This episode features Iñupiaq studies professor Jerica Niayuq Aamodt Leavitt and Iñupiaq studies coordinator Katie Qaggun Roseberry from Iḷisaġvik College. Iḷisaġvik translates to "a place to learn." Operated by the North Slope Borough, it is the only tribal college in Alaska and is the northernmost accredited community college in the United States. Jenna and I sat down with Jerica and Katie on the Iḷisaġvik campus in a vacant classroom. AK Natives on the Front Line is a special series of Coffee & Quaq highlighting the adaptability and resilience of the Iñupiat in the face of climate change, a project funded by the Pulitzer Center Connected Coastlines program, done in partnership with journalist Jenna Kunze. We travelled up to Utqiaġvik earlier this year at the peak of winter when the sun had returned back to the Arctic and interviewed residents about the various aspects of how Iñupiat life has changed, but also how it has remained the same. Throughout this series we explore topics like subsistence whaling practices, research, anthropological work, and more.
Iḷisaġvik College provides post-secondary academic, vocational and technical education in a learning environment that perpetuates and strengthens Iñupiat culture, values and traditions. It is dedicated to providing well educated and trained individuals who meet the human resource needs of North Slope Employers. In an effort to increase access to postsecondary education, Iḷisaġvik College offers several tuition waivers including one for all AK Native or American Indian students! This has been Episode 3: Higher Education on a special series of Coffee & Quaq titled AK Natives on the Front line highlighting the adaptability and resilience of the Iñupiat in the face of climate change. Stay tuned for more episodes.
Jerica Niayuq Leavitt is Iñupiaq from Utqiaġvik where she was raised her whole life. She holds a master’s degree in Rural Development from the University of Alaska Fairbanks. Niayuq works as the Assistant Professor of Iñupiaq Studies at Iḷisaġvik College. Through her work and personal life, her passion is to teach, learn, and share the Iñupiaq language, culture, and traditions to everyone around her. She enjoys picking edible and medicinal plants, sewing, Arctic photography, hunting, camping, and being on the land.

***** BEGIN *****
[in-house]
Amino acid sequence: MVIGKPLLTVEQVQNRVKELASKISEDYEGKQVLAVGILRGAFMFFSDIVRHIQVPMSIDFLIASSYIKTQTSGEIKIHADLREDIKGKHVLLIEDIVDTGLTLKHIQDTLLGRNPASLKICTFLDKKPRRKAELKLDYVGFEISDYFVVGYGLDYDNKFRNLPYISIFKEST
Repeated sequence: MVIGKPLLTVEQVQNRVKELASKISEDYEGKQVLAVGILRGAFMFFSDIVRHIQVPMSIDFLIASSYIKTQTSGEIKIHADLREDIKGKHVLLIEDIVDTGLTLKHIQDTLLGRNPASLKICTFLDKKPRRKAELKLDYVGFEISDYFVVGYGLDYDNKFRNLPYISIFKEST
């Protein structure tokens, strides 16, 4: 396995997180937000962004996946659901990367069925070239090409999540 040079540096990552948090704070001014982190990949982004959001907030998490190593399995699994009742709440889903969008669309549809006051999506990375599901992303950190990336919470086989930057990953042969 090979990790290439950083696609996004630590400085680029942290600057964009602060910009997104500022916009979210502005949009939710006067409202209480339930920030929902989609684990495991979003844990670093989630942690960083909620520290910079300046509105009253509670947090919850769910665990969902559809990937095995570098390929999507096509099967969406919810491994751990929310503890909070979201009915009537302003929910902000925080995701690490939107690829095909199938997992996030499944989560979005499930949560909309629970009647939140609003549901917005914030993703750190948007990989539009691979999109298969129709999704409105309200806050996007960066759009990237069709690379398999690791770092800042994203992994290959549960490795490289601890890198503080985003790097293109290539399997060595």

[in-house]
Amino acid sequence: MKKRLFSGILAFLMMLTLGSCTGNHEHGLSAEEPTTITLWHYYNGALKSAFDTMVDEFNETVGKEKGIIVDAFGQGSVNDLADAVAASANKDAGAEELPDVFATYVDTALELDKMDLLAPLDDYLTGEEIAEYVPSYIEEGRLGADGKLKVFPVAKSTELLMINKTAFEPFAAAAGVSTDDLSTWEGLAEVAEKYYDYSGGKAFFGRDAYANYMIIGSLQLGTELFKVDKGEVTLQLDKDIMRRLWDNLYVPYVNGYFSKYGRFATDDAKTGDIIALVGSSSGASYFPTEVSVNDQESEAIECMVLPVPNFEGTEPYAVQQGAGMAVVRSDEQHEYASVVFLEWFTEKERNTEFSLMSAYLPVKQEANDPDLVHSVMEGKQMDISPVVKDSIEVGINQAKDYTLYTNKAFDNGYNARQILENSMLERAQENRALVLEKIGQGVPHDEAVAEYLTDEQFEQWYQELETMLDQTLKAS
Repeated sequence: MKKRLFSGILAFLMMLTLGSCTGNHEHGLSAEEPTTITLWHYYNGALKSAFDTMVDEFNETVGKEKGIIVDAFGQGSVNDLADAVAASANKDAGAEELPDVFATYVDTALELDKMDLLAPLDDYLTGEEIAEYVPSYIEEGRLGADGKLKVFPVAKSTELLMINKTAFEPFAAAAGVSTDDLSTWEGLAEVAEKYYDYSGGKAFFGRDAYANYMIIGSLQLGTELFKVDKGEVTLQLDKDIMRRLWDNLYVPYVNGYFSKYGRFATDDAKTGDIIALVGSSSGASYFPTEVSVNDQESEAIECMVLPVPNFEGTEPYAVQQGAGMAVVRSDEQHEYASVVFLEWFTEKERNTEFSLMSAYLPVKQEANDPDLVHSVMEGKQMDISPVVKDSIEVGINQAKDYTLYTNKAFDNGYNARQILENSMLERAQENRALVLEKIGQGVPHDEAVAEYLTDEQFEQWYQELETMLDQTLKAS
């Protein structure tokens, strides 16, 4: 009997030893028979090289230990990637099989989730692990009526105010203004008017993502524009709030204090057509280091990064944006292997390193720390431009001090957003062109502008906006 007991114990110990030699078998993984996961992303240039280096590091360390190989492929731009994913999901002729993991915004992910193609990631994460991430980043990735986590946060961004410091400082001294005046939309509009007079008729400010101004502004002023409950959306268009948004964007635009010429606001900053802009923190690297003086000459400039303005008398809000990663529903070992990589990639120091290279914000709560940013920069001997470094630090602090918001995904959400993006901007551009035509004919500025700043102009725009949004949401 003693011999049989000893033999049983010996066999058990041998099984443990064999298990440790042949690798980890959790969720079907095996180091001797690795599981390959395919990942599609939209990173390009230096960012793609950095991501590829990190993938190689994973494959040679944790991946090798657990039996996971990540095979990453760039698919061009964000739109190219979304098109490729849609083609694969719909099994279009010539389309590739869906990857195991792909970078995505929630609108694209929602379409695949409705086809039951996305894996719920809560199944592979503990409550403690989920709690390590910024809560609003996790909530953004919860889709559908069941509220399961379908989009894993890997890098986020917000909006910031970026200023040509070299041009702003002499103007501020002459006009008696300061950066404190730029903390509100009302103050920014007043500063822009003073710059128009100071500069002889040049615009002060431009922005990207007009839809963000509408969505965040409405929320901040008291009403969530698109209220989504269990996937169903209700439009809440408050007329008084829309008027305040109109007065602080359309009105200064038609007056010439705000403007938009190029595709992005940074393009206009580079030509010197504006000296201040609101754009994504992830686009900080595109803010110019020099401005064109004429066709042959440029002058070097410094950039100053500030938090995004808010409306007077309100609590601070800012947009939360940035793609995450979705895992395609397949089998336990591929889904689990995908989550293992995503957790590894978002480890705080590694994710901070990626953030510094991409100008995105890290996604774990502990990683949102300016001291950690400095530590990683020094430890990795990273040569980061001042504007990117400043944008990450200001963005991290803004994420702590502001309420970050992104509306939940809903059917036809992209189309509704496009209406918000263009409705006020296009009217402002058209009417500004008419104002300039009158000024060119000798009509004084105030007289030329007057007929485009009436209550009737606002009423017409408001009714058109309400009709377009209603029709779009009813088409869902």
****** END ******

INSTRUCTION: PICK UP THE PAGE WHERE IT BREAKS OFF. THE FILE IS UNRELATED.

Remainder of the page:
“You know how our grandparents or great grandparents have have gone through the boarding school era? Education has changed. Here we have Iḷisaġvik. While many of those cultural traditions were stripped from our people or taken away. They were shunned. They were told not to practice. But here we have Iḷisaġvik and the Iñupiaq studies department that we’re here to re-instill that knowledge into our students and to people who attend our classes or workshops. We are here to reteach them those types of traditions. Our education has definitely changed in that way.” - Jerica Aamodt Leavitt
Katie Qaġġun Roseberry grew up in Utqiaġvik, AK. Her parents are Mark and Emily Roseberry and grandparents are Arnold Brower Sr. and Emily Hopson Brower Sr. She works as the Coordinator of Iñupiaq Studies for Iḷisaġvik College. Her passions lie in traditional health and wellness, and continuously strives to learn, teach, and practice traditional knowledge concerning Arctic plants. Sharing in the love of her Iñupiaq culture, she enjoys hand sewing, experimenting with niqipiaq foods, exploring the nuna, and other outdoor adventures.
Check out the accompanying written article on this project by Jenna Kunze here: https://pulitzercenter.org/reporting/what-choice-do-we-have